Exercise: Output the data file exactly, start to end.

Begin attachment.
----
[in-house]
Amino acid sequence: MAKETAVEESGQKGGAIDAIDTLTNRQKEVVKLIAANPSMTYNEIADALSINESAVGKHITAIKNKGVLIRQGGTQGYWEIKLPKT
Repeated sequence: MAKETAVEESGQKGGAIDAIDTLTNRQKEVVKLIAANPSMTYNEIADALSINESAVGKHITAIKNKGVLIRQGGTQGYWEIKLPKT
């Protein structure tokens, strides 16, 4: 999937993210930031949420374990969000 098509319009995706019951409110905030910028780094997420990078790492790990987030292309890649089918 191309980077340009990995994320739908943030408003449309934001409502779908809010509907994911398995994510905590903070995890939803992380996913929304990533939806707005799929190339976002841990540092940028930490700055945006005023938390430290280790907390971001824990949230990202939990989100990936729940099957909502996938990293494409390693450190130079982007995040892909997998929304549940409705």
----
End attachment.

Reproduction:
[in-house]
Amino acid sequence: MAKETAVEESGQKGGAIDAIDTLTNRQKEVVKLIAANPSMTYNEIADALSINESAVGKHITAIKNKGVLIRQGGTQGYWEIKLPKT
Repeated sequence: MAKETAVEESGQKGGAIDAIDTLTNRQKEVVKLIAANPSMTYNEIADALSINESAVGKHITAIKNKGVLIRQGGTQGYWEIKLPKT
């Protein structure tokens, strides 16, 4: 999937993210930031949420374990969000 098509319009995706019951409110905030910028780094997420990078790492790990987030292309890649089918 191309980077340009990995994320739908943030408003449309934001409502779908809010509907994911398995994510905590903070995890939803992380996913929304990533939806707005799929190339976002841990540092940028930490700055945006005023938390430290280790907390971001824990949230990202939990989100990936729940099957909502996938990293494409390693450190130079982007995040892909997998929304549940409705």